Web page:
Printing was very different in those days. The designers prepared the art work, this was sent to the engravers to have metal plates made and often put onto wooden blocks. These were then sent by post and rail to newspapers and magazines. We were always working to tight deadlines and at times the graphic designers arranged photo shoots with the latest models of car. The circularizing department had all customers on a mailing list and they were sent weekly used car lists. I was often required to go in and help. This entailed typing lists of all used cars: make, model, colour, price, mileage, typed onto stencils which were very flimsy, which was put on a duplicating machine. This was usually three to four foolscap pages long. Two of us checked all the information was correct and then hundreds of copies were run off and stapled together. The envelopes were printed on a stamping machine which contained metal plates with customers’ names and addresses. I used a very primitive photocopy machine and probably one of the first made. One lady was employed to keep copies of adverts in very large guard book. These had to be cut from the newspapers and magazines and pasted in an enormous book and this had to agree with the invoices when they arrived. And it also helped when they did repeat advertisements.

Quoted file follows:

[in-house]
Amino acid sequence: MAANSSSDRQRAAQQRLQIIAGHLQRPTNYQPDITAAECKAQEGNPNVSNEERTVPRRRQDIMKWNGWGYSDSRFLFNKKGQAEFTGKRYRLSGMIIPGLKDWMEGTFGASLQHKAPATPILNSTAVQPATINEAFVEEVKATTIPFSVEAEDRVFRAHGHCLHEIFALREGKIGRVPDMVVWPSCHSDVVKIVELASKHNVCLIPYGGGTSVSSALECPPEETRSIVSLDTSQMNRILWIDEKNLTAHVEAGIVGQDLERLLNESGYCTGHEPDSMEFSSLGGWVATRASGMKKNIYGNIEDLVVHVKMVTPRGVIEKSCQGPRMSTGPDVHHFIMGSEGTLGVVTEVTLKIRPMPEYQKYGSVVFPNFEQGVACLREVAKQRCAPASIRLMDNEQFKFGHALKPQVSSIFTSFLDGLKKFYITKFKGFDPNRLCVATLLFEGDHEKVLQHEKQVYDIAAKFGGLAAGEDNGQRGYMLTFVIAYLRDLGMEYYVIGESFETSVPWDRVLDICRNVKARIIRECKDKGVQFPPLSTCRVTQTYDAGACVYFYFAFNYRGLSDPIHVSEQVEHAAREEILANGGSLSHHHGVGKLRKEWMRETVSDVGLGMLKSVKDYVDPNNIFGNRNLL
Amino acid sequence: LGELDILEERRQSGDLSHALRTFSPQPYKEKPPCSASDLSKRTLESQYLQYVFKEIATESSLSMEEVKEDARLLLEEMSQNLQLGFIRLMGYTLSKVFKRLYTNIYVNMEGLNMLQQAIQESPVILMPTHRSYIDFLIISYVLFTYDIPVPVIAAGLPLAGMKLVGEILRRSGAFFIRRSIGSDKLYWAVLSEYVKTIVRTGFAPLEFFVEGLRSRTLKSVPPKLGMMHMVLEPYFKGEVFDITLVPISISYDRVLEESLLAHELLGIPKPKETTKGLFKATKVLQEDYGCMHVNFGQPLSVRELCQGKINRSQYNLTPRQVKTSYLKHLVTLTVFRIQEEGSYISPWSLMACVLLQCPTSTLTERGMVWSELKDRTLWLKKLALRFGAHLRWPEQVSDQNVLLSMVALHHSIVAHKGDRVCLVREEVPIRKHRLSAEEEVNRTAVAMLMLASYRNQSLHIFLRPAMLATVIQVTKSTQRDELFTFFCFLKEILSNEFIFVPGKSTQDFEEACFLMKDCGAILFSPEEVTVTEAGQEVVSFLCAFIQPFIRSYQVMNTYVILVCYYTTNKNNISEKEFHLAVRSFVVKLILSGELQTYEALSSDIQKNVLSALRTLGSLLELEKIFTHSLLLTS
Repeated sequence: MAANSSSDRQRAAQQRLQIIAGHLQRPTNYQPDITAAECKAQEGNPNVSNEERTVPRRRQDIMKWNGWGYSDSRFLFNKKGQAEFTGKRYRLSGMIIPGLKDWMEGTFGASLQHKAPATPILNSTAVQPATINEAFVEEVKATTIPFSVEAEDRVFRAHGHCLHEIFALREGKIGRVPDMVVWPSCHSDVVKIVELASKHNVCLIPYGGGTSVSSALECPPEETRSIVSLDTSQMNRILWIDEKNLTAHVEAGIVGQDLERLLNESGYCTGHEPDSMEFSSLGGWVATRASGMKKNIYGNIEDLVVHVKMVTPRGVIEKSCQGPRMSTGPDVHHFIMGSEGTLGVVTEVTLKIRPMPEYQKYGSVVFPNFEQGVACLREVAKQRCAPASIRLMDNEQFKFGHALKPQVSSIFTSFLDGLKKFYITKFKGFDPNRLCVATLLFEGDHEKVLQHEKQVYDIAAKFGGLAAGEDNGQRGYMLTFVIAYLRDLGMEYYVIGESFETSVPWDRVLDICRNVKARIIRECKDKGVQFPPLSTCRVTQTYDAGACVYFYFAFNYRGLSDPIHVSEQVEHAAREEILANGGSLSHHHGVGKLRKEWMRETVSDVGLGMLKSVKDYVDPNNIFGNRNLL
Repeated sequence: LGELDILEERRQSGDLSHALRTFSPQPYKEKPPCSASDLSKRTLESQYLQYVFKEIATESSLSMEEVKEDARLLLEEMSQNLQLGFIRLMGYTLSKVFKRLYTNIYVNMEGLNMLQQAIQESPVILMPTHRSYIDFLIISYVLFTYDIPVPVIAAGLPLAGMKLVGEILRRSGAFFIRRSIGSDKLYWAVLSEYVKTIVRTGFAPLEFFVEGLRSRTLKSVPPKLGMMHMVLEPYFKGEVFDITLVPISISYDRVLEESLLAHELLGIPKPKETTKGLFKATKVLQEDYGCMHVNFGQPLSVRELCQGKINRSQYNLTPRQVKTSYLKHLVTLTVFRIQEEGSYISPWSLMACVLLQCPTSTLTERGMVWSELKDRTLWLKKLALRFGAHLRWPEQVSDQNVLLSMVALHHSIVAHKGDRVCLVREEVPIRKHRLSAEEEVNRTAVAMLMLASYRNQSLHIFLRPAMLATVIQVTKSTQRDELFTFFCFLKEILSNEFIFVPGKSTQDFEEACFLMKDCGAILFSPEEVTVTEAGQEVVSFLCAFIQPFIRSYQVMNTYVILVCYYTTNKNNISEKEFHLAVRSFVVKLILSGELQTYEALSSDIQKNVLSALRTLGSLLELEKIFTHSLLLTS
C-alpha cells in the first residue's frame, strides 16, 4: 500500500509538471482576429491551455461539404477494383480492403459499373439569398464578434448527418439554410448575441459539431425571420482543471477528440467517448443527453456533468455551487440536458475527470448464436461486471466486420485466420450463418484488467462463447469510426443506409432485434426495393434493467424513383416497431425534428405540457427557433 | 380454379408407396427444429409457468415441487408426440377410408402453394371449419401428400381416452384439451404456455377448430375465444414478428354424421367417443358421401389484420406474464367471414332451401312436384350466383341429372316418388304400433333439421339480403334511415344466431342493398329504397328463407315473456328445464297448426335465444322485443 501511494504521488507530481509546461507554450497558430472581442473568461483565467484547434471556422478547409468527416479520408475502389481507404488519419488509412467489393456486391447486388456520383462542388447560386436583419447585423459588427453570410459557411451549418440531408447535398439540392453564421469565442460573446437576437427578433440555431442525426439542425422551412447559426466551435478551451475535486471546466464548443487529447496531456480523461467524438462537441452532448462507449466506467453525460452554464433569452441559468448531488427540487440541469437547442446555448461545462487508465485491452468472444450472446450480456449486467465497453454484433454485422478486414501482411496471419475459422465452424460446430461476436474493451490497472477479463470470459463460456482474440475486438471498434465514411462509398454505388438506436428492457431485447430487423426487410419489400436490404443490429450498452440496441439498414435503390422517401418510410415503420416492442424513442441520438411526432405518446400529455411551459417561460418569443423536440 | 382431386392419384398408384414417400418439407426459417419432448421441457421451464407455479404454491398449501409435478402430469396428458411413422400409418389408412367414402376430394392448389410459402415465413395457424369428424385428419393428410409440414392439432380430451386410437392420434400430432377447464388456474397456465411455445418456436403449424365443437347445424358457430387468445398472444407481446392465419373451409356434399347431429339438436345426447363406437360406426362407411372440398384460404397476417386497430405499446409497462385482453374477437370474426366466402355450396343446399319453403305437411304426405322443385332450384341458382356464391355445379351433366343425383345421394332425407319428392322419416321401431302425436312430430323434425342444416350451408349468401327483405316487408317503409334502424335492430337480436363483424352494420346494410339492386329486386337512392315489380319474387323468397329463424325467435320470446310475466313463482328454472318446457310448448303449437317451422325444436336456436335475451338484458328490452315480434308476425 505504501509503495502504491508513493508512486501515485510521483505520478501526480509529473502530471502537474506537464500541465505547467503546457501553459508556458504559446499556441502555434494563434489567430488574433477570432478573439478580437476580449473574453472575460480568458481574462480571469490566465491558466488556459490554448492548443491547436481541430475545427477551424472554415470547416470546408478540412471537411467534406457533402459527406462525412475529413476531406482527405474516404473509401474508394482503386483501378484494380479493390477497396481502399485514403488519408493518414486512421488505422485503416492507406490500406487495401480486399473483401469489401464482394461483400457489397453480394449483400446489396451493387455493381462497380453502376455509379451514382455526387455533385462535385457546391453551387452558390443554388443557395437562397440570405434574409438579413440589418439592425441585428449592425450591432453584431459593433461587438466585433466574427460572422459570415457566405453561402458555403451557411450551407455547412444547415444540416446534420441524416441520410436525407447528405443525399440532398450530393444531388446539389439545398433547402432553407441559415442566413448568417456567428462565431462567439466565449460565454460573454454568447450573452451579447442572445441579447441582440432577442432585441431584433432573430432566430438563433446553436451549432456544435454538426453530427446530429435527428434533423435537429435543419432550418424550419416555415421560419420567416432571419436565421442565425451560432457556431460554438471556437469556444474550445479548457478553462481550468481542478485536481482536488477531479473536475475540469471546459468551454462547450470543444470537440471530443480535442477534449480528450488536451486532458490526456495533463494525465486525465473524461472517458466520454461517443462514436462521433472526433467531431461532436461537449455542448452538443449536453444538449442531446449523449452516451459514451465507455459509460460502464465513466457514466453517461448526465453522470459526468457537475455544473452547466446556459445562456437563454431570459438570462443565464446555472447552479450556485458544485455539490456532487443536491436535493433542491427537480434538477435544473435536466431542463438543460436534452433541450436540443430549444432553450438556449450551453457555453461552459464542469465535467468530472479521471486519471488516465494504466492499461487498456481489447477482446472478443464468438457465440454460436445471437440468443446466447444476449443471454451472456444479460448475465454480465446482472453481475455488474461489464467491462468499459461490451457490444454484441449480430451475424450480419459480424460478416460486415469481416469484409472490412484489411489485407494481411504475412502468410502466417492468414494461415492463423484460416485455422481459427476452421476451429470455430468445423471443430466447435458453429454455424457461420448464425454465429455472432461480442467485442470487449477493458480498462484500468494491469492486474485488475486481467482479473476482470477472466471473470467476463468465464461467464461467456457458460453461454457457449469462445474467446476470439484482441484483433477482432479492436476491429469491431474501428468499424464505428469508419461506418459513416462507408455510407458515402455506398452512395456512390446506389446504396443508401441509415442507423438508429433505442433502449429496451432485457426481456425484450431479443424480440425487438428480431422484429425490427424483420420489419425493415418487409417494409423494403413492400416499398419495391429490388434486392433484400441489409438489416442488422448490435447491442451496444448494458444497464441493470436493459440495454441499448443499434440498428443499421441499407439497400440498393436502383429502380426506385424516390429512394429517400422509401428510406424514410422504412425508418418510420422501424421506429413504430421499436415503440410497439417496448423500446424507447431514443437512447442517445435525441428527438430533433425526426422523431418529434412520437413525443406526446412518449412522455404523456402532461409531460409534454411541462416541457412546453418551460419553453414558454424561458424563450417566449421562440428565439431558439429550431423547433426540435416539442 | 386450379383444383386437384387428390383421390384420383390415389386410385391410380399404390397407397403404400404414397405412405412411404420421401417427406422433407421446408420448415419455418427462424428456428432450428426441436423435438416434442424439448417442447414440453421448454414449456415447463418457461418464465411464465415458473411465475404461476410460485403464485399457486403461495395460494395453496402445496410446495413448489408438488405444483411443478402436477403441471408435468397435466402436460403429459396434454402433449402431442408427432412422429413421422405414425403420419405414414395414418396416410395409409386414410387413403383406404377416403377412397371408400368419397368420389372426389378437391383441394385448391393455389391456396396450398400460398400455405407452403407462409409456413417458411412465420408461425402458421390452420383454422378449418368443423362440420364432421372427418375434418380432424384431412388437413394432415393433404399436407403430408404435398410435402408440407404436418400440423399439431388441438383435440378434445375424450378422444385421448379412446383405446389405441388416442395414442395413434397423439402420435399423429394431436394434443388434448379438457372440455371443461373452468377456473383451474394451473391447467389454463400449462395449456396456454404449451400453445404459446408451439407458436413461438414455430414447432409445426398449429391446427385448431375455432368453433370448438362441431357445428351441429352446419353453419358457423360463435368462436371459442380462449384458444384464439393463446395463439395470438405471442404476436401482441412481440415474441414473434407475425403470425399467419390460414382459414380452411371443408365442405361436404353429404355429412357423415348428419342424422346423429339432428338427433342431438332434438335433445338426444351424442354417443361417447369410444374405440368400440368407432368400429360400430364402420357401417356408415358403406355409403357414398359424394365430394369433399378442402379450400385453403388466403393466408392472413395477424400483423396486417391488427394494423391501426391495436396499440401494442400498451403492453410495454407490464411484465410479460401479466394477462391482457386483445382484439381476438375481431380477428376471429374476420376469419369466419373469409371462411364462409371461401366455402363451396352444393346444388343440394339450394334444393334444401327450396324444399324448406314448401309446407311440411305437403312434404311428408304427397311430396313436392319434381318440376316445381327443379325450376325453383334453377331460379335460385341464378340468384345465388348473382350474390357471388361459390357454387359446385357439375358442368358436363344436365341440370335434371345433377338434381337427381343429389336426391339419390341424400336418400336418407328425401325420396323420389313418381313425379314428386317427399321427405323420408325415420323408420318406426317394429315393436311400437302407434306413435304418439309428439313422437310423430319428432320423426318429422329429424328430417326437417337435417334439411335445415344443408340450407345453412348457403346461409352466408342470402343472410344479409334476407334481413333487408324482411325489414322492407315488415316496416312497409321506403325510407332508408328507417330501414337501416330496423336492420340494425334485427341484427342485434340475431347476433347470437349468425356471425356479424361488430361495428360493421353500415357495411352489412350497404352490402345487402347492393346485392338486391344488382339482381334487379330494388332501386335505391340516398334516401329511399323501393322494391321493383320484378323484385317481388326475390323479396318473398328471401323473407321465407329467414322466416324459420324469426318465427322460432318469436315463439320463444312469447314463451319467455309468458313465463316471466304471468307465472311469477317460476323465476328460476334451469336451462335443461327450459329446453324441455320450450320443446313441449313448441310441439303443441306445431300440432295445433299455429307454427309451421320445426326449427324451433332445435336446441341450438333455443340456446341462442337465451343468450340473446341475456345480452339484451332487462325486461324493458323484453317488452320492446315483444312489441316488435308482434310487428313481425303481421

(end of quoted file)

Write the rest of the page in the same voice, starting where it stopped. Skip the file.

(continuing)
On Tuesday and Thursday evenings I went to Norwich City College for typing classes, I gave up shorthand, preferring the Dictaphone, a kind of small tape recorder managers would dictate letters on for me to type. On these evenings I went to tea with the secretary of the department who lived near the college.